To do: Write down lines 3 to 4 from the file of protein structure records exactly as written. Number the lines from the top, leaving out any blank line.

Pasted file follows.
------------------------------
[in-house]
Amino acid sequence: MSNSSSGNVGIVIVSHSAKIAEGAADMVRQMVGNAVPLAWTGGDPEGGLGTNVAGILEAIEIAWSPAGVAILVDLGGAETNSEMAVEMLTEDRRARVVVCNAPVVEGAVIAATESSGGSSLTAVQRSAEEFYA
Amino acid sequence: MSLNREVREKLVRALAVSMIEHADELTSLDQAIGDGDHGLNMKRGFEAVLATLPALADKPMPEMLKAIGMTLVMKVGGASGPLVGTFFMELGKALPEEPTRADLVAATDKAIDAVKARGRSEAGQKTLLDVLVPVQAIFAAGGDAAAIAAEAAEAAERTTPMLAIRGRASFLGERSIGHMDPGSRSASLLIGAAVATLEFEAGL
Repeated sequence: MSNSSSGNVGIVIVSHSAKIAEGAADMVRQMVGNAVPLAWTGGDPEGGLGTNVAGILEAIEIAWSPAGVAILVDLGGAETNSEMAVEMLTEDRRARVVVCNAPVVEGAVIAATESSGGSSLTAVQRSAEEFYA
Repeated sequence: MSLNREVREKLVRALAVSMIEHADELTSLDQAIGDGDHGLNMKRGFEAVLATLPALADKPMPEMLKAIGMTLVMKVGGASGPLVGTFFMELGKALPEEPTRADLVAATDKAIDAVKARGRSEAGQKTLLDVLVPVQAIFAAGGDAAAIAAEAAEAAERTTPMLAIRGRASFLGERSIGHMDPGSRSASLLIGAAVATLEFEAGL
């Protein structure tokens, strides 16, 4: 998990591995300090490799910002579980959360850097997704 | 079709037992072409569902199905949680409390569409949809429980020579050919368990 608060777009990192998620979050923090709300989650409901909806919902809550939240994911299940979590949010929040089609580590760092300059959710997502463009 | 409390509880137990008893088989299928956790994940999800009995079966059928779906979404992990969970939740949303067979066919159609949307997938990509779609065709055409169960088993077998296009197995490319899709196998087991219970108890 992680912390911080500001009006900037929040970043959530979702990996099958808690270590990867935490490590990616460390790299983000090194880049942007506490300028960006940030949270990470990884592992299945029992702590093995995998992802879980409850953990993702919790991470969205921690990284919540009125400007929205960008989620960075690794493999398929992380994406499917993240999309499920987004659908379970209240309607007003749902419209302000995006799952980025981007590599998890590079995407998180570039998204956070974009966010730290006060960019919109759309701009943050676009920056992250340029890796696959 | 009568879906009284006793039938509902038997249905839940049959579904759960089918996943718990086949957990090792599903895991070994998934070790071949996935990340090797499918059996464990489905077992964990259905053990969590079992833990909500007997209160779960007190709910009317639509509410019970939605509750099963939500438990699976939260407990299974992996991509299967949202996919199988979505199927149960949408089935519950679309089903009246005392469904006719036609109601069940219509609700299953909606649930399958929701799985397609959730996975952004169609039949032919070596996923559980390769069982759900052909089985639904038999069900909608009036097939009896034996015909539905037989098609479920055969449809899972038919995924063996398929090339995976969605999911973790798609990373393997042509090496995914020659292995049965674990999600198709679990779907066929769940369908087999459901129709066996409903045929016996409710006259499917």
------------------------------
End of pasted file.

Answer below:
Amino acid sequence: MSLNREVREKLVRALAVSMIEHADELTSLDQAIGDGDHGLNMKRGFEAVLATLPALADKPMPEMLKAIGMTLVMKVGGASGPLVGTFFMELGKALPEEPTRADLVAATDKAIDAVKARGRSEAGQKTLLDVLVPVQAIFAAGGDAAAIAAEAAEAAERTTPMLAIRGRASFLGERSIGHMDPGSRSASLLIGAAVATLEFEAGL
Repeated sequence: MSNSSSGNVGIVIVSHSAKIAEGAADMVRQMVGNAVPLAWTGGDPEGGLGTNVAGILEAIEIAWSPAGVAILVDLGGAETNSEMAVEMLTEDRRARVVVCNAPVVEGAVIAATESSGGSSLTAVQRSAEEFYA